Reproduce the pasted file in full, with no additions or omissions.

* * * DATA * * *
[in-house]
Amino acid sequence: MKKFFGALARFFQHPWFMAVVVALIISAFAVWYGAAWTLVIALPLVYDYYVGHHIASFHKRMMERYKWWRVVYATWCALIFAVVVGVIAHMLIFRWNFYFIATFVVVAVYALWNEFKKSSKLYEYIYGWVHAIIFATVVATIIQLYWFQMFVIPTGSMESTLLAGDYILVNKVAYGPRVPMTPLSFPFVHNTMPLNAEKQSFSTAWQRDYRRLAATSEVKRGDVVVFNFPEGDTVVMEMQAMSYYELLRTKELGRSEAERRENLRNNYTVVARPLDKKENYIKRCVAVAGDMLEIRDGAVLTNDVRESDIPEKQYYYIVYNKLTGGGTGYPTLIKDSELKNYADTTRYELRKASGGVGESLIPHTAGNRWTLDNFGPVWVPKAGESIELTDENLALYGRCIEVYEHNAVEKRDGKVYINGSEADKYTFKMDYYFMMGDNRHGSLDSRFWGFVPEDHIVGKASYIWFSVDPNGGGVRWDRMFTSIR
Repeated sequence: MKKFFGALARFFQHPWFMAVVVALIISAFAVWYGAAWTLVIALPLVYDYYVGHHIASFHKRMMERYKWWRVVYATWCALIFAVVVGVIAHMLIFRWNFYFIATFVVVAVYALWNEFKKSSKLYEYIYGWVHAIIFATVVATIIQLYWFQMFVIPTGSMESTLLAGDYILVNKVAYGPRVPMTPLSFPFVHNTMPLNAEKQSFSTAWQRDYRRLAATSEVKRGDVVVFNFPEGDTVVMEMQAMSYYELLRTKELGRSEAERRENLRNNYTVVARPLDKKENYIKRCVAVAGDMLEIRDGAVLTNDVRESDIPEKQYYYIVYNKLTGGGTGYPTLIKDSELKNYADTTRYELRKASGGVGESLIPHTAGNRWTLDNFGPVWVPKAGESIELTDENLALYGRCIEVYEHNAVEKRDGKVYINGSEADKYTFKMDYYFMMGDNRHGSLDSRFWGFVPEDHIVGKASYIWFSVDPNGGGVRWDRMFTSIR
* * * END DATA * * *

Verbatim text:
[in-house]
Amino acid sequence: MKKFFGALARFFQHPWFMAVVVALIISAFAVWYGAAWTLVIALPLVYDYYVGHHIASFHKRMMERYKWWRVVYATWCALIFAVVVGVIAHMLIFRWNFYFIATFVVVAVYALWNEFKKSSKLYEYIYGWVHAIIFATVVATIIQLYWFQMFVIPTGSMESTLLAGDYILVNKVAYGPRVPMTPLSFPFVHNTMPLNAEKQSFSTAWQRDYRRLAATSEVKRGDVVVFNFPEGDTVVMEMQAMSYYELLRTKELGRSEAERRENLRNNYTVVARPLDKKENYIKRCVAVAGDMLEIRDGAVLTNDVRESDIPEKQYYYIVYNKLTGGGTGYPTLIKDSELKNYADTTRYELRKASGGVGESLIPHTAGNRWTLDNFGPVWVPKAGESIELTDENLALYGRCIEVYEHNAVEKRDGKVYINGSEADKYTFKMDYYFMMGDNRHGSLDSRFWGFVPEDHIVGKASYIWFSVDPNGGGVRWDRMFTSIR
Repeated sequence: MKKFFGALARFFQHPWFMAVVVALIISAFAVWYGAAWTLVIALPLVYDYYVGHHIASFHKRMMERYKWWRVVYATWCALIFAVVVGVIAHMLIFRWNFYFIATFVVVAVYALWNEFKKSSKLYEYIYGWVHAIIFATVVATIIQLYWFQMFVIPTGSMESTLLAGDYILVNKVAYGPRVPMTPLSFPFVHNTMPLNAEKQSFSTAWQRDYRRLAATSEVKRGDVVVFNFPEGDTVVMEMQAMSYYELLRTKELGRSEAERRENLRNNYTVVARPLDKKENYIKRCVAVAGDMLEIRDGAVLTNDVRESDIPEKQYYYIVYNKLTGGGTGYPTLIKDSELKNYADTTRYELRKASGGVGESLIPHTAGNRWTLDNFGPVWVPKAGESIELTDENLALYGRCIEVYEHNAVEKRDGKVYINGSEADKYTFKMDYYFMMGDNRHGSLDSRFWGFVPEDHIVGKASYIWFSVDPNGGGVRWDRMFTSIR